I read this great newspaper article in the Nashville Tennessean this morning by Peter Cooper. Peter is miffed at country music song-writers for what might be called self-congratulationism. Now, that’s a mouthful, but translated it means that their songs create a perjorative, stereotypical, and often sentimental self-image for “country folk.” Instead of writing genuine country songs that wrestle with the tough road to redemption among those who struggle from paycheck to paycheck, and from harvest to harvest, they write songs that are patently self-congratulatory about “being country.”
I couldn’t help but think about all of the self-congratulatory sermons I’ve heard over the years, sermons celebrating “our church” or “our story,” the “let’s give our selves a big bear hug” sermons that paint an overly idealized picture of “us” – our inclusivity, our love for one another or the world, our choir, our children’s program, our fellowship, and on and on. Not that positive thinking about our church is necessarily a bad thing. I’m speaking about sermons that have no particular story line apart from the good old “back pat,” and provide no real feel for the tough road to redemption for many in and beyond the congregation.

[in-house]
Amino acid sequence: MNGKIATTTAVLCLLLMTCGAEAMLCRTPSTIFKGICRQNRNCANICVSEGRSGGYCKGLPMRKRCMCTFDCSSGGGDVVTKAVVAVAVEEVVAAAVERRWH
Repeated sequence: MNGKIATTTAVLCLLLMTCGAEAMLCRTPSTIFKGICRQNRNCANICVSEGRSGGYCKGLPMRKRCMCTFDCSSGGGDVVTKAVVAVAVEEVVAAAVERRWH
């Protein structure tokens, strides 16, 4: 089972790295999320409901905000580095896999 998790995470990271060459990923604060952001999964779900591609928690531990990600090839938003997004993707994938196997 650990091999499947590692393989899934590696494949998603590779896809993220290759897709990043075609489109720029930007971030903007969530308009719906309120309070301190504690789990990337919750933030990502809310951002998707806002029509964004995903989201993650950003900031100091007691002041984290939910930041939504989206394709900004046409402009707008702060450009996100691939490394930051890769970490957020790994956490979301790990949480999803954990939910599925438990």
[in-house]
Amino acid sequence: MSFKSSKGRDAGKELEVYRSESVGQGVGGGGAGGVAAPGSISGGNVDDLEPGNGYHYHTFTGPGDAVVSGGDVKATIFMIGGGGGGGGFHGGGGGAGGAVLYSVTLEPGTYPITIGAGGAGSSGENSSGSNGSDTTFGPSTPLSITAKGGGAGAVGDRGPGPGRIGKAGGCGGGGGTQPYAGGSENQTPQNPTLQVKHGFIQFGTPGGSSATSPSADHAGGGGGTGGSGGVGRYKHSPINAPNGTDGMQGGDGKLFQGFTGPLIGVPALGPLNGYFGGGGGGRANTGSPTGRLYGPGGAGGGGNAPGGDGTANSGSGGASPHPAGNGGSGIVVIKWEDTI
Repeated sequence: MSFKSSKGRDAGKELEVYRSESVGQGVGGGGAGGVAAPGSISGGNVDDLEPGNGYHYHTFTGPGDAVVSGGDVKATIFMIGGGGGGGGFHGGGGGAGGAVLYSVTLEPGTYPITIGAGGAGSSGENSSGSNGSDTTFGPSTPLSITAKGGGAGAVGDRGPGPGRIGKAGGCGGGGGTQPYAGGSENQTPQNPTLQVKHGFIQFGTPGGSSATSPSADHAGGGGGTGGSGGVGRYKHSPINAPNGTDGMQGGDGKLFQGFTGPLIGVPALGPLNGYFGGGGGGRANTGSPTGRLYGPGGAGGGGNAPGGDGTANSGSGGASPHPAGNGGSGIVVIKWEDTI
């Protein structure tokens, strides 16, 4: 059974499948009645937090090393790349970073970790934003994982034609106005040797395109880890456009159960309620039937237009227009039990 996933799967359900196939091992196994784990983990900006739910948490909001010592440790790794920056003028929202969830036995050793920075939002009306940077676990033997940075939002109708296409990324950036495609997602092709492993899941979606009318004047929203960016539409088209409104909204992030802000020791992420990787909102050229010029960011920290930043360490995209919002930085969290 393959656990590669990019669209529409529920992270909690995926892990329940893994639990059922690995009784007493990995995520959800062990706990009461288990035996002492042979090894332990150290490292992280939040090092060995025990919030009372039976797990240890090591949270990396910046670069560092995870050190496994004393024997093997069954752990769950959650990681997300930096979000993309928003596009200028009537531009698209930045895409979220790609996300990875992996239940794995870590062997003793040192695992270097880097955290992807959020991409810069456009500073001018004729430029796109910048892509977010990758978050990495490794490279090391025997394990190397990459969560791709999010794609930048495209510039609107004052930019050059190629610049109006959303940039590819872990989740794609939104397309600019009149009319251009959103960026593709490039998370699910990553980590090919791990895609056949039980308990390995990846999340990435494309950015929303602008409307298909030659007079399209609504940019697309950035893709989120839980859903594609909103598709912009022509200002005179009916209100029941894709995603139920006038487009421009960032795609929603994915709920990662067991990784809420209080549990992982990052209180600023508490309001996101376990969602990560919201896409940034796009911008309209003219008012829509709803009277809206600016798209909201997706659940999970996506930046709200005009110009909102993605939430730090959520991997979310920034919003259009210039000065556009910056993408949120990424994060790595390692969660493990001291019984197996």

To tell the truth, what often goes missing is honest particularity, which will include some picture of sin or the human condition in our midst. Just take a listen to Hank, “rapping” about country life in A Picture from Life’s Other Side. I know this song is a bit over the top. But where has the real country in much of our country music today gone? And where are the pictures from life’s other side, right there in our churches, that might find their way into our sermons?